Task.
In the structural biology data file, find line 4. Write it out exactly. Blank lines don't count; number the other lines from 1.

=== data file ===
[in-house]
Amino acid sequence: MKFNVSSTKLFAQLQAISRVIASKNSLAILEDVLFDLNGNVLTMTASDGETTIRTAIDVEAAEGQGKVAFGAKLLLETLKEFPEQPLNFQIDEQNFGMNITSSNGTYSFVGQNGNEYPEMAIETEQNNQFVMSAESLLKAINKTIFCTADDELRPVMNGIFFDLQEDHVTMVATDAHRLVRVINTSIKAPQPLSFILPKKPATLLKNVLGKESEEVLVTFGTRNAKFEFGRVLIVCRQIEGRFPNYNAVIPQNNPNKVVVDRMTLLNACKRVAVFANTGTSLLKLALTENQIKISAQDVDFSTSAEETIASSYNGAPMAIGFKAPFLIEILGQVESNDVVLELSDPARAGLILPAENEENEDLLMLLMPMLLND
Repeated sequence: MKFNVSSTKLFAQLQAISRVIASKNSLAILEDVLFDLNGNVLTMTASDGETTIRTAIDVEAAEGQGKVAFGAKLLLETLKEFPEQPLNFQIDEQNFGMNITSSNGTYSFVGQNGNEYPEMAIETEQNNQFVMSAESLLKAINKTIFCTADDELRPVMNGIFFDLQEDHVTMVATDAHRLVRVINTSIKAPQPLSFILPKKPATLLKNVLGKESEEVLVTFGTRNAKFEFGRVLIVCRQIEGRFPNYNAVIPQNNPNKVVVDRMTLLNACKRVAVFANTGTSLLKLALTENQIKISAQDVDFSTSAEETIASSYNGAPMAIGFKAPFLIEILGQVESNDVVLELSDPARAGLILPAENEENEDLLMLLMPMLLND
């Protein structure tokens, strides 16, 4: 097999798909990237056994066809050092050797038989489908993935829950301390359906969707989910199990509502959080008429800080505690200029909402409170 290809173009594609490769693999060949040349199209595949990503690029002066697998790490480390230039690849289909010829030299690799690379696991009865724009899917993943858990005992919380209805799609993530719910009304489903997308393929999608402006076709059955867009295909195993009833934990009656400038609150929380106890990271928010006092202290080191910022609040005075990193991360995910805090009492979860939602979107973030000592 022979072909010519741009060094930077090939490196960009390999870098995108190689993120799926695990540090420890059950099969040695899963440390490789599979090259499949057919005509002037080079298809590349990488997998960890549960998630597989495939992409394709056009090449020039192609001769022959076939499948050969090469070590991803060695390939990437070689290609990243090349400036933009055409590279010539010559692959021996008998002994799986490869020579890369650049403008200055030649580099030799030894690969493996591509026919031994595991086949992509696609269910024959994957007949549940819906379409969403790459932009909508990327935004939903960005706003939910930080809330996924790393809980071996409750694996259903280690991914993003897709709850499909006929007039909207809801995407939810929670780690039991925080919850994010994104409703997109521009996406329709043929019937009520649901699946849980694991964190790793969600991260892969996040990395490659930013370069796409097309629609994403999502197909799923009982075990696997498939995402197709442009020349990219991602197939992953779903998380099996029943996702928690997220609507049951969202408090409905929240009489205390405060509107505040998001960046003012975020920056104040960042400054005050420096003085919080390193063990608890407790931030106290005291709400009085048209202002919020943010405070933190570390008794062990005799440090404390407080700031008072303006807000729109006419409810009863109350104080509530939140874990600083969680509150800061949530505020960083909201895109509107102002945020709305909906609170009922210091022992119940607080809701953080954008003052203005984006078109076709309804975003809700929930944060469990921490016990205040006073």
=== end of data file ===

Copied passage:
């Protein structure tokens, strides 16, 4: 097999798909990237056994066809050092050797038989489908993935829950301390359906969707989910199990509502959080008429800080505690200029909402409170 290809173009594609490769693999060949040349199209595949990503690029002066697998790490480390230039690849289909010829030299690799690379696991009865724009899917993943858990005992919380209805799609993530719910009304489903997308393929999608402006076709059955867009295909195993009833934990009656400038609150929380106890990271928010006092202290080191910022609040005075990193991360995910805090009492979860939602979107973030000592 022979072909010519741009060094930077090939490196960009390999870098995108190689993120799926695990540090420890059950099969040695899963440390490789599979090259499949057919005509002037080079298809590349990488997998960890549960998630597989495939992409394709056009090449020039192609001769022959076939499948050969090469070590991803060695390939990437070689290609990243090349400036933009055409590279010539010559692959021996008998002994799986490869020579890369650049403008200055030649580099030799030894690969493996591509026919031994595991086949992509696609269910024959994957007949549940819906379409969403790459932009909508990327935004939903960005706003939910930080809330996924790393809980071996409750694996259903280690991914993003897709709850499909006929007039909207809801995407939810929670780690039991925080919850994010994104409703997109521009996406329709043929019937009520649901699946849980694991964190790793969600991260892969996040990395490659930013370069796409097309629609994403999502197909799923009982075990696997498939995402197709442009020349990219991602197939992953779903998380099996029943996702928690997220609507049951969202408090409905929240009489205390405060509107505040998001960046003012975020920056104040960042400054005050420096003085919080390193063990608890407790931030106290005291709400009085048209202002919020943010405070933190570390008794062990005799440090404390407080700031008072303006807000729109006419409810009863109350104080509530939140874990600083969680509150800061949530505020960083909201895109509107102002945020709305909906609170009922210091022992119940607080809701953080954008003052203005984006078109076709309804975003809700929930944060469990921490016990205040006073």